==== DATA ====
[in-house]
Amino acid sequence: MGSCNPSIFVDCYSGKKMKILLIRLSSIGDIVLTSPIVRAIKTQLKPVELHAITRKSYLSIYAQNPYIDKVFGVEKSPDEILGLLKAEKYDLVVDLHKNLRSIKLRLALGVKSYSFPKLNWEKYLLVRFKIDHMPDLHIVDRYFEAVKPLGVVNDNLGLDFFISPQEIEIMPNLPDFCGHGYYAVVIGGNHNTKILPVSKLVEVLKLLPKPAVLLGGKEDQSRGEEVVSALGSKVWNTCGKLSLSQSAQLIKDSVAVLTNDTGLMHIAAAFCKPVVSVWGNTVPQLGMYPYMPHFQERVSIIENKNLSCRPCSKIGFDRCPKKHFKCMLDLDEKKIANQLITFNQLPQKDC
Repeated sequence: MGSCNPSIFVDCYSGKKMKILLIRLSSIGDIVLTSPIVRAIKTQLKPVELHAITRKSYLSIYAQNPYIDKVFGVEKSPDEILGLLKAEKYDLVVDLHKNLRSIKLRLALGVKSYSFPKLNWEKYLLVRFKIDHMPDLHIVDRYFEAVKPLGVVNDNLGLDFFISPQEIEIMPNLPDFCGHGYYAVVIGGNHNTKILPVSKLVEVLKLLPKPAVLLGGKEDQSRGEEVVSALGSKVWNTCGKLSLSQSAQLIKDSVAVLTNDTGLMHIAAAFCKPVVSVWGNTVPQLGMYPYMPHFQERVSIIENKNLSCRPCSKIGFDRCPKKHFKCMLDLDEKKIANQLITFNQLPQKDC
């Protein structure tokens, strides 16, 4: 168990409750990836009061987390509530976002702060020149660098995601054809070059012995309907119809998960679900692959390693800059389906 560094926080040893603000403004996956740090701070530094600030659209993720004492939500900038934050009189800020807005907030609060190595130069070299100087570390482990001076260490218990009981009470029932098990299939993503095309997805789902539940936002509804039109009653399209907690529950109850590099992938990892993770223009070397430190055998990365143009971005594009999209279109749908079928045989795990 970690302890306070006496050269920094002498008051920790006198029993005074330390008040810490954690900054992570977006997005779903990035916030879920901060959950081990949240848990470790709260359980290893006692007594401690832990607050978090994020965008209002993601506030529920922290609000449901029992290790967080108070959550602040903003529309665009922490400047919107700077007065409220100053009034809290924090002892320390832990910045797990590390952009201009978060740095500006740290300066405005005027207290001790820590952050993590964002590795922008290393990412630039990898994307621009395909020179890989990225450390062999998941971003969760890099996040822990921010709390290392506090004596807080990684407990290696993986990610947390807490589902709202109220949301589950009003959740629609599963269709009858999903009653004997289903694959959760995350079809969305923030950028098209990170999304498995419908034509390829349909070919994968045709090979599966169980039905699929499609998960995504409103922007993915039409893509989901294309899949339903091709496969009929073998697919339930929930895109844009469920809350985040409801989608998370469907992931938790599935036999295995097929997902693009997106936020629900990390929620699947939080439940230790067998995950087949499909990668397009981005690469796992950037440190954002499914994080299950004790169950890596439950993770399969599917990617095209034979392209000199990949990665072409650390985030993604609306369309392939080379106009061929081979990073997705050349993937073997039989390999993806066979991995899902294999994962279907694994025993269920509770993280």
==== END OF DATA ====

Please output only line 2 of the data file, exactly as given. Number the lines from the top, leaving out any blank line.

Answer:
Amino acid sequence: MGSCNPSIFVDCYSGKKMKILLIRLSSIGDIVLTSPIVRAIKTQLKPVELHAITRKSYLSIYAQNPYIDKVFGVEKSPDEILGLLKAEKYDLVVDLHKNLRSIKLRLALGVKSYSFPKLNWEKYLLVRFKIDHMPDLHIVDRYFEAVKPLGVVNDNLGLDFFISPQEIEIMPNLPDFCGHGYYAVVIGGNHNTKILPVSKLVEVLKLLPKPAVLLGGKEDQSRGEEVVSALGSKVWNTCGKLSLSQSAQLIKDSVAVLTNDTGLMHIAAAFCKPVVSVWGNTVPQLGMYPYMPHFQERVSIIENKNLSCRPCSKIGFDRCPKKHFKCMLDLDEKKIANQLITFNQLPQKDC